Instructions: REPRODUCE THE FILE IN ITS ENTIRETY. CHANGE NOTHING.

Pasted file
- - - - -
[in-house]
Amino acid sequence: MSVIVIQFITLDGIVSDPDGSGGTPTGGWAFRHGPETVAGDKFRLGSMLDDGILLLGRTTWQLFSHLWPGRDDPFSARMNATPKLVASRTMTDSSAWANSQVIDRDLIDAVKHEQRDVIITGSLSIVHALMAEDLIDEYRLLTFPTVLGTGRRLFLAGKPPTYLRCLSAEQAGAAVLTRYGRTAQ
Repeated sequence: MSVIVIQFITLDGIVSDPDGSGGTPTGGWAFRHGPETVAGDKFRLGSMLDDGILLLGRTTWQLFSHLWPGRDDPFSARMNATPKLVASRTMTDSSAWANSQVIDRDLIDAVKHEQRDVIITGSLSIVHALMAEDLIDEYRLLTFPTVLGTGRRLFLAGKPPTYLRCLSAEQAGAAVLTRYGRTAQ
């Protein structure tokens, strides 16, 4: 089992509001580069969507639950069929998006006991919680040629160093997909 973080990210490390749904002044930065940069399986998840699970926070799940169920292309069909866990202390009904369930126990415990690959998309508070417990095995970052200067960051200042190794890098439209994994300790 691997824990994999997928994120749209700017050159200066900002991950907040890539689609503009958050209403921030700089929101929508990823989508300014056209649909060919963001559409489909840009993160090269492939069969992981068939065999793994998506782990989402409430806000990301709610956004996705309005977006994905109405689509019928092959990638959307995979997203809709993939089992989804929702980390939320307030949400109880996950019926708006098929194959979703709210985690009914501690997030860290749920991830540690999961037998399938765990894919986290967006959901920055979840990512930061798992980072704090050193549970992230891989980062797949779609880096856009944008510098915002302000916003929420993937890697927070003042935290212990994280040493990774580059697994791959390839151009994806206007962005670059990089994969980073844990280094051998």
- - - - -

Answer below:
[in-house]
Amino acid sequence: MSVIVIQFITLDGIVSDPDGSGGTPTGGWAFRHGPETVAGDKFRLGSMLDDGILLLGRTTWQLFSHLWPGRDDPFSARMNATPKLVASRTMTDSSAWANSQVIDRDLIDAVKHEQRDVIITGSLSIVHALMAEDLIDEYRLLTFPTVLGTGRRLFLAGKPPTYLRCLSAEQAGAAVLTRYGRTAQ
Repeated sequence: MSVIVIQFITLDGIVSDPDGSGGTPTGGWAFRHGPETVAGDKFRLGSMLDDGILLLGRTTWQLFSHLWPGRDDPFSARMNATPKLVASRTMTDSSAWANSQVIDRDLIDAVKHEQRDVIITGSLSIVHALMAEDLIDEYRLLTFPTVLGTGRRLFLAGKPPTYLRCLSAEQAGAAVLTRYGRTAQ
């Protein structure tokens, strides 16, 4: 089992509001580069969507639950069929998006006991919680040629160093997909 973080990210490390749904002044930065940069399986998840699970926070799940169920292309069909866990202390009904369930126990415990690959998309508070417990095995970052200067960051200042190794890098439209994994300790 691997824990994999997928994120749209700017050159200066900002991950907040890539689609503009958050209403921030700089929101929508990823989508300014056209649909060919963001559409489909840009993160090269492939069969992981068939065999793994998506782990989402409430806000990301709610956004996705309005977006994905109405689509019928092959990638959307995979997203809709993939089992989804929702980390939320307030949400109880996950019926708006098929194959979703709210985690009914501690997030860290749920991830540690999961037998399938765990894919986290967006959901920055979840990512930061798992980072704090050193549970992230891989980062797949779609880096856009944008510098915002302000916003929420993937890697927070003042935290212990994280040493990774580059697994791959390839151009994806206007962005670059990089994969980073844990280094051998």